Growing up, I had VERY little self-esteem. I was the victim of abuse by a babysitter at the age of 4. One of the long-term consequences of the abuse was that I never felt good enough about myself.

I never felt that I would amount to anything.
I never thought I could be good as just me. I never thought anyone could love me.
I never thought that my life was worth anything.

These were all LIES that the abuser had put in my head. All lies that I told myself that were true. So, what does a kid with no self-esteem who bought into lie after lie, do to make himself feel worthy?

Tell more lies, of course.

I thought that by building up a wall of protection around myself – constructed by bricks of lies, that I would feel better. That I would feel important. That I would feel like I mattered and could be accepted.

But the truth is that I couldn’t accept me for me.

The world accepted me fine.
The church accepted me fine.
My family accepted me fine.
I didn’t accept myself.

It’s something that took years for me to realize and overcome. The biggest supporter: LOVE.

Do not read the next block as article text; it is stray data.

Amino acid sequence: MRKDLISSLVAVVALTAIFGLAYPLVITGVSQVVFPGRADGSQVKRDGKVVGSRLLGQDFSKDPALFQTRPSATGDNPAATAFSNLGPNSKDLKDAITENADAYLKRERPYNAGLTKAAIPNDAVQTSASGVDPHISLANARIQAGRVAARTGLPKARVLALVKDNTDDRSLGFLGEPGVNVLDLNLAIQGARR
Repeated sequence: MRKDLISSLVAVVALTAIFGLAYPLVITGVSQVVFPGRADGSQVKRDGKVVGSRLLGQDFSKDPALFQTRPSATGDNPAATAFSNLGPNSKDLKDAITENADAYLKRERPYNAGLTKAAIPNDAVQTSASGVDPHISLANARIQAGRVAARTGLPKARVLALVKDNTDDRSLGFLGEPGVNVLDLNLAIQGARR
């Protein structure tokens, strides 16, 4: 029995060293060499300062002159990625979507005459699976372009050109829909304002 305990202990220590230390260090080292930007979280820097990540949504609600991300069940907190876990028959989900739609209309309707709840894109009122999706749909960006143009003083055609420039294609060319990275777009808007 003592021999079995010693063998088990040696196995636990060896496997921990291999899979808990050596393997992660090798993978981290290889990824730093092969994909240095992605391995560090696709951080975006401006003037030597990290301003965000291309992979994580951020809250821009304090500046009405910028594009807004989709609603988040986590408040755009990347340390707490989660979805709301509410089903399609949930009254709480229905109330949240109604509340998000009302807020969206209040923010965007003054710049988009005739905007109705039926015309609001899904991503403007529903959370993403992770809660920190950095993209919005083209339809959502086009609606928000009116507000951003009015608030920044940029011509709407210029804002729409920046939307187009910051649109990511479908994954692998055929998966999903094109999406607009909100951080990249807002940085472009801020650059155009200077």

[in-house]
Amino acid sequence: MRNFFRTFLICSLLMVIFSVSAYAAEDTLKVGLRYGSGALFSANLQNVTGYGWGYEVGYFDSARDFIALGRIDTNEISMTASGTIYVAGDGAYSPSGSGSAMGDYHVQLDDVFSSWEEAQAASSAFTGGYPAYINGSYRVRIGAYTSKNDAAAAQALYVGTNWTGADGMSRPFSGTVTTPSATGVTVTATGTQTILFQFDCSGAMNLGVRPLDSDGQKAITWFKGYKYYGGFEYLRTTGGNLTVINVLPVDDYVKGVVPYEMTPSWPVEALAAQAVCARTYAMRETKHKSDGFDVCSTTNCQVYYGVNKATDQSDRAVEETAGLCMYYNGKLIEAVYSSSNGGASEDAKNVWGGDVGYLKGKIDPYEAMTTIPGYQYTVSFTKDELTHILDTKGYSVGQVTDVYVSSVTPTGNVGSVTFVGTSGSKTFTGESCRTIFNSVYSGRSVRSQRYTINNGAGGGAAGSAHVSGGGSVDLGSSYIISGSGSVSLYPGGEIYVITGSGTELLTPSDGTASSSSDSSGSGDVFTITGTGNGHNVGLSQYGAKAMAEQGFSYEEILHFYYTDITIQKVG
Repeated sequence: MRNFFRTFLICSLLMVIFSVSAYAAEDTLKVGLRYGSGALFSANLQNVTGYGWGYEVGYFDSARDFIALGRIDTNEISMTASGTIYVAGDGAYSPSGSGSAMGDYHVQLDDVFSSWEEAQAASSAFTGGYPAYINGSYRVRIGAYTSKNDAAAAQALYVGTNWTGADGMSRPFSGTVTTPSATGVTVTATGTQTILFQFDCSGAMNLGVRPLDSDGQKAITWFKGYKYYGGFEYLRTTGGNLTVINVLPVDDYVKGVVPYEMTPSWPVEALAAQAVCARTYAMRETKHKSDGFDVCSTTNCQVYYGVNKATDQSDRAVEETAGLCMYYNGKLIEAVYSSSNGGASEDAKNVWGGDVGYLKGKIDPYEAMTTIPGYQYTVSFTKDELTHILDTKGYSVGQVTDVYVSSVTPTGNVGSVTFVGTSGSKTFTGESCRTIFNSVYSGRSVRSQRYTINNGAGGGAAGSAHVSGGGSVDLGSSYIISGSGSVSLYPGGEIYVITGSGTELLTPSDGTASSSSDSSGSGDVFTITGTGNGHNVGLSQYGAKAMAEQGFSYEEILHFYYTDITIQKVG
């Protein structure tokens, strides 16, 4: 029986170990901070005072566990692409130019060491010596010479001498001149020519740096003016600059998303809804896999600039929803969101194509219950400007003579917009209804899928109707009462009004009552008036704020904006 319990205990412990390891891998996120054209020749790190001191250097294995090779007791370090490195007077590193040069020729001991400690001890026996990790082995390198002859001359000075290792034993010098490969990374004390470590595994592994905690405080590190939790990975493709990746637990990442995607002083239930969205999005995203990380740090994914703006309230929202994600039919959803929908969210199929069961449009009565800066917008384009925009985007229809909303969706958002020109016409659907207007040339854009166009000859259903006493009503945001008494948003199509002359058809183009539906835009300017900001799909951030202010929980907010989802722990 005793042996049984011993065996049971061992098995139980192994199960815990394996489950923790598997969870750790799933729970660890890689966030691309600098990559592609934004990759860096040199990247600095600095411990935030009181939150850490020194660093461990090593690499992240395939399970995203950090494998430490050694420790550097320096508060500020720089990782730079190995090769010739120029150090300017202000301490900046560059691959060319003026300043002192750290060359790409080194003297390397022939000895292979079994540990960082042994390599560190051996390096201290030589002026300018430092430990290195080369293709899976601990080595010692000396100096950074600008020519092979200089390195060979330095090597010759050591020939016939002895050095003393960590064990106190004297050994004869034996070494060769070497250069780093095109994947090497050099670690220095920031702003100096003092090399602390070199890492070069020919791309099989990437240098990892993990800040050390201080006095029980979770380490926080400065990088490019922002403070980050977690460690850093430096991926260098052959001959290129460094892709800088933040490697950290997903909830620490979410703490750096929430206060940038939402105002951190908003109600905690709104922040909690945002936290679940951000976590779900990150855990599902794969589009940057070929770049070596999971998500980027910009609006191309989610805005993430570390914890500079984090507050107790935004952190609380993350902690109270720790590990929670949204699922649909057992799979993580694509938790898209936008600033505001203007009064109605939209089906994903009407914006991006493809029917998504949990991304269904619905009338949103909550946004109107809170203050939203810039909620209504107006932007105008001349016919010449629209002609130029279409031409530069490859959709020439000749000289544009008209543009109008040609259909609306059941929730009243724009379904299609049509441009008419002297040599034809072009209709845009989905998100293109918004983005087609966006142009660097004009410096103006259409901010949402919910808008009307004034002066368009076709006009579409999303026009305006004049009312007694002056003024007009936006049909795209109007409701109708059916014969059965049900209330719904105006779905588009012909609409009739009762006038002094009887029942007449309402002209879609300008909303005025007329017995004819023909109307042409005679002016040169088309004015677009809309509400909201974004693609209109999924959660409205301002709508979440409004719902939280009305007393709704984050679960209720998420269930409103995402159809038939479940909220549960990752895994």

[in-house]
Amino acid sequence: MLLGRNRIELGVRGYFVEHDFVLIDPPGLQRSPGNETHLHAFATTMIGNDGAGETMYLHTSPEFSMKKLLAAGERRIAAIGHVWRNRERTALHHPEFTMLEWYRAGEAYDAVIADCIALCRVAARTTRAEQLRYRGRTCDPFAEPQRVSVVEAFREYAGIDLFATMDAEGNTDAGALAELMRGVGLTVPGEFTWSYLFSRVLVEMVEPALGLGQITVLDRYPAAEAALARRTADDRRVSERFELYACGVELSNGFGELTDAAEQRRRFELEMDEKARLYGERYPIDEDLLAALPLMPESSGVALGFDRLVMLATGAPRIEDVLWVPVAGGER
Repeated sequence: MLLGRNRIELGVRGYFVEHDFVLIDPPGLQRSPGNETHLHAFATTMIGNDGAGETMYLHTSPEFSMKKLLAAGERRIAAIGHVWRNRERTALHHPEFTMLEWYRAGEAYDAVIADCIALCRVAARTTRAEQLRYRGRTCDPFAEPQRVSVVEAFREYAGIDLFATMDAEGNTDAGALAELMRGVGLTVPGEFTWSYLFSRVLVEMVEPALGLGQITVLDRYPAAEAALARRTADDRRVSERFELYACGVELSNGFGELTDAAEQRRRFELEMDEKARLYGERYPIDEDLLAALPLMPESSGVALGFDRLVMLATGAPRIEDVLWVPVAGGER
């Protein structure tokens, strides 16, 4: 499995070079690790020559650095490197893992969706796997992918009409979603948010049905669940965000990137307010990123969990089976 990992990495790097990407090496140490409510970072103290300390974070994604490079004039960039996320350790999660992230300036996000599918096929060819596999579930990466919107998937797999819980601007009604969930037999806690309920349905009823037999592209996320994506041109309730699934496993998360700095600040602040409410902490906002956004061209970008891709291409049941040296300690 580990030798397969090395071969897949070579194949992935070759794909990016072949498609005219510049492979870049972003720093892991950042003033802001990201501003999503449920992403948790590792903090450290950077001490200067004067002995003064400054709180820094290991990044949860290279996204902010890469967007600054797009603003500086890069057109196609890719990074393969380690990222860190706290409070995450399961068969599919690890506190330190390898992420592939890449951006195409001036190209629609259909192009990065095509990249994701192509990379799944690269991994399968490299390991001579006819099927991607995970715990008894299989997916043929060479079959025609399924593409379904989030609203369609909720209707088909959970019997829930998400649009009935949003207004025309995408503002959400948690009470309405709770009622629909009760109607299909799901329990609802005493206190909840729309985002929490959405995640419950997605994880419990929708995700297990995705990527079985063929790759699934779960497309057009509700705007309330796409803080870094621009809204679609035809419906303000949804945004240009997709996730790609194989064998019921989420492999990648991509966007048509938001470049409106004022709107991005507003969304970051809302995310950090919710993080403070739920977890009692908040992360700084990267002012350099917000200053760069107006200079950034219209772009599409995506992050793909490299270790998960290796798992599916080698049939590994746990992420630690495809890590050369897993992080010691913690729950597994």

I found LOVE in my parents who welcomed me with open arms, and sacrificed a lot to make sure I was cared for.
I found LOVE in my friends who were still friends when the walls of lies came crumbling down – because they always saw right through them.
I found LOVE in my wife who will nudge me in the ribs when I fall into the trap of trying to 1-up someone with a story of my success.

Most of all, I found LOVE in the Father who first loved me.
I found LOVE in our savior, who as I look at his circle of friends, and people he hang out with – he’d probably want to hand out w/me.

If Jesus were to suddenly walk among us today where would we find Him? Would He be attending Sunday morning services, or the Friday night prayer meeting? Would he be sitting in a home group meeting or be holding mass in the city square?

Here’s a fact: Christ didn’t hang out in safe places.

Today – you would be more likely to find Jesus in a gay bar than at a church service. He’d probably be turning water into an Appeltini – but would be ministering to the people who need him most.

This might offend some people today – but it’s true. Jesus hung out with the people who needed him MOST.